A possible concern regarding combining meetings with vacations: As physician incomes continue to plateau or decline, some meeting/vacation packages may be pricing themselves out of the market--even with the tax break that accrues to physicians attending professional meetings. "If you're careful, you can vacation for a lot less on your own, even allowing for the tax deduction," one physician says.
Travel Preferences We'll end the suspense right now: California and Florida retain their top positions as most favored states for attending a three-day, out-of-town meeting (see chart above). New York State retains its respectable third-place finish (respondents were asked to choose three, so scores exceed 100 percent).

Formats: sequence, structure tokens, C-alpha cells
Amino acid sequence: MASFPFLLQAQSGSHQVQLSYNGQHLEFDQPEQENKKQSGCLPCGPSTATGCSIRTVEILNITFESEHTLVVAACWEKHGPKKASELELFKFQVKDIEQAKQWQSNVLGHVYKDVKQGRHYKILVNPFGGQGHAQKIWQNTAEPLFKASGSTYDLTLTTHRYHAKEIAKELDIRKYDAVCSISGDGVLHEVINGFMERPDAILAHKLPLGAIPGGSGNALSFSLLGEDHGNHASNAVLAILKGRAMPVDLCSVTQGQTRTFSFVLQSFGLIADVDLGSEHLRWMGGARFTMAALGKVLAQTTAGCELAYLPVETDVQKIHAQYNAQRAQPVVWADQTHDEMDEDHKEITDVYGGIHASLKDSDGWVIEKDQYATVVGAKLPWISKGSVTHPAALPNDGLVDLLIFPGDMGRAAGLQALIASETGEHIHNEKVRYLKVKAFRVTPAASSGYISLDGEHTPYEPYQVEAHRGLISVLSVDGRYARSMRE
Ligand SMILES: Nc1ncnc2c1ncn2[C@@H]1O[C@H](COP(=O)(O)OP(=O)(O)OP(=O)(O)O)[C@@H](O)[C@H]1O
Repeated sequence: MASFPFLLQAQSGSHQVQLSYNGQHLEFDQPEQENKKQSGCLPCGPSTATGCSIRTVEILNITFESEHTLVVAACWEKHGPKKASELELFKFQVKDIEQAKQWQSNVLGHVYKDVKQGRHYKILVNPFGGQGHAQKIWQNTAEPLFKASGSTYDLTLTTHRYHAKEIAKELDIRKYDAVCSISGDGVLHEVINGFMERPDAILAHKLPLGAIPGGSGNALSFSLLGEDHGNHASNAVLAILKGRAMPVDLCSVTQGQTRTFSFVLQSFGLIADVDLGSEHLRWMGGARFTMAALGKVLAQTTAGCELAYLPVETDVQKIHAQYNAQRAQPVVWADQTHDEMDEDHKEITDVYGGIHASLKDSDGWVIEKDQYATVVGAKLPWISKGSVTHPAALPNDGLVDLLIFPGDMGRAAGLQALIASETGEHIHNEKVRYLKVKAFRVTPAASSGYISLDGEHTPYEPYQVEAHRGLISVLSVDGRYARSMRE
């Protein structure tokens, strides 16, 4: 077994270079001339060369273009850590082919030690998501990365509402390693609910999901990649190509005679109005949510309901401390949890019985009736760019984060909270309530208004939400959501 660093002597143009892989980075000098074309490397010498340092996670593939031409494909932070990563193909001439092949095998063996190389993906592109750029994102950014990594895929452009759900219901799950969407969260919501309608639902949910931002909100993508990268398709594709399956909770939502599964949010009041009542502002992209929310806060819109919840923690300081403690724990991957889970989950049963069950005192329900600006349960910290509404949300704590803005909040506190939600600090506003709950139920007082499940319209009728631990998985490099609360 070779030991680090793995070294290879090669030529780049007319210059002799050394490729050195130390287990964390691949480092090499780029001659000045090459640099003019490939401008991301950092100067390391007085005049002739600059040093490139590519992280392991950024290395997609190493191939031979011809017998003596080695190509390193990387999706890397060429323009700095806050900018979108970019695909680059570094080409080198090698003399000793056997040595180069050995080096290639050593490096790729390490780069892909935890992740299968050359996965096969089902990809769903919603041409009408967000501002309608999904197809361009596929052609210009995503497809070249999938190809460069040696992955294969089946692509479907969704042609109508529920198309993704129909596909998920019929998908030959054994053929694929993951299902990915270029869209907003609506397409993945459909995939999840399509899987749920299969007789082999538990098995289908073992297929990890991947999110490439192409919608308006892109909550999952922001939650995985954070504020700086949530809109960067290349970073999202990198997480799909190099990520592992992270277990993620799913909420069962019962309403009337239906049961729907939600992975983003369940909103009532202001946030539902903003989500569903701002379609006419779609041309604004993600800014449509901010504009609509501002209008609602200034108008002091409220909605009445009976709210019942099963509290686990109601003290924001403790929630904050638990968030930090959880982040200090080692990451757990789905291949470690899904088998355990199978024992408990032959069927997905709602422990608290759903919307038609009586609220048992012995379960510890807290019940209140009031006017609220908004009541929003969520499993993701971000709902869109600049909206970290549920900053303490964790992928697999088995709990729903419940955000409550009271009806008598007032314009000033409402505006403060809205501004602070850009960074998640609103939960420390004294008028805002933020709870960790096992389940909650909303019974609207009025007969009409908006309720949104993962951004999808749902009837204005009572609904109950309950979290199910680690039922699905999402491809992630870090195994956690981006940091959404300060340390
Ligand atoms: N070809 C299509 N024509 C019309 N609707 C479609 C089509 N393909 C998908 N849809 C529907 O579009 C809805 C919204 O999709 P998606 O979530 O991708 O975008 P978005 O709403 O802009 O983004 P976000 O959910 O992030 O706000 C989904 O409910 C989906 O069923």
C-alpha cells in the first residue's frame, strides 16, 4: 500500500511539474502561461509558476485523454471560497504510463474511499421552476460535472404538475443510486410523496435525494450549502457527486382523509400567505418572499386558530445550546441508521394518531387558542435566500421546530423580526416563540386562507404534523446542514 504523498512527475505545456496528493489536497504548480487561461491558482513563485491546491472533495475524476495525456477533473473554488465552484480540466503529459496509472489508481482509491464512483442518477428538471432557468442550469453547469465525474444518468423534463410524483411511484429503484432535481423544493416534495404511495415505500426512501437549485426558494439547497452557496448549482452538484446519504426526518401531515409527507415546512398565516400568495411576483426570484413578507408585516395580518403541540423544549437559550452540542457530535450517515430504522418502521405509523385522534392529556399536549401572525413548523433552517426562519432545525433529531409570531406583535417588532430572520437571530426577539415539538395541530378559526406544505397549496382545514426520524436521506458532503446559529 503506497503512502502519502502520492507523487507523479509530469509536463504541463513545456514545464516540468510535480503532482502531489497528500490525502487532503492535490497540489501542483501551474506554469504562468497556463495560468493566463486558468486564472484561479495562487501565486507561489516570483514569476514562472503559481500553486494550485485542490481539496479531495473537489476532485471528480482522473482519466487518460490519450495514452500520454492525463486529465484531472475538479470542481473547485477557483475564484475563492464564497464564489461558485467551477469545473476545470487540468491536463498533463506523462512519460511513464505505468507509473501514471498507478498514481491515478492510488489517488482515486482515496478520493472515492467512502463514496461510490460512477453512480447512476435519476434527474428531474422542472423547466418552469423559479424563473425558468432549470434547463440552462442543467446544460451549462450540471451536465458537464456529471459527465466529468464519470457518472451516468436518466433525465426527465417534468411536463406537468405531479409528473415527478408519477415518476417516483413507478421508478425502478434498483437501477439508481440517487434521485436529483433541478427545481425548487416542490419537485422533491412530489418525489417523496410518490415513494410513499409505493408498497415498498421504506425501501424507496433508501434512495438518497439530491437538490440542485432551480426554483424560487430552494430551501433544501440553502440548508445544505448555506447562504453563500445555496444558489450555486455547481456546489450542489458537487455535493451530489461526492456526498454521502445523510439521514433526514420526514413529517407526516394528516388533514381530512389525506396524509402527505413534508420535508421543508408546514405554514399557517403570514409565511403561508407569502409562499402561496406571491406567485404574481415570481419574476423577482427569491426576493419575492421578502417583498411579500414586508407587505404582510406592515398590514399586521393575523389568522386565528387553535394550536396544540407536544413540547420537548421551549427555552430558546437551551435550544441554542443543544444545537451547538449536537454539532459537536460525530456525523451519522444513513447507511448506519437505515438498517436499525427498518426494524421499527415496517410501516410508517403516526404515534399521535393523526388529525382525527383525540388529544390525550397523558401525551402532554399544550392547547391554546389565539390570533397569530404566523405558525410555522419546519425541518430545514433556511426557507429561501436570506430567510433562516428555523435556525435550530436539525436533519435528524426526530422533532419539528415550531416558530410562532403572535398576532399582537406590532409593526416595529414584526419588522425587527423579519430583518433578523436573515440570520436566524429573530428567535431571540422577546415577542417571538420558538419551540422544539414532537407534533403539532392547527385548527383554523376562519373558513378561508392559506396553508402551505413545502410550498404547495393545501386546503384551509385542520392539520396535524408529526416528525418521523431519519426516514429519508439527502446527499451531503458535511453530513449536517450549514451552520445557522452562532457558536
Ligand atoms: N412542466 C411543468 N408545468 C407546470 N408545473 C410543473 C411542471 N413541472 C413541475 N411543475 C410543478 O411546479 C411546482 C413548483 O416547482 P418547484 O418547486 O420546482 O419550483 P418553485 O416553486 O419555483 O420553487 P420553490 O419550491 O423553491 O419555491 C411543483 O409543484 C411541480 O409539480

Among preferred international destinations, the major countries of Western Europe, Canada, Mexico, and the Caribbean have always been top contenders. There were few surprises this time: England (a strong 60 percent), Canada (41 percent), and France (40 percent) topped the list. Italy followed, with 33 percent; then Mexico and the Caribbean, tied with 16 percent. The Caribbean, while still popular, has tailed off as a top destination over the last five years (In our first survey in 1994, it was the top choice). Other top choices included Germany (15 percent); Australia (15 percent); Spain (13 percent); "South America" and Sweden (both seven percent), and Bermuda, at six percent. (Note: In previous years, respondents were asked to choose from a list of countries; this year they were asked to write in their preferences--hence, South America as a preference.)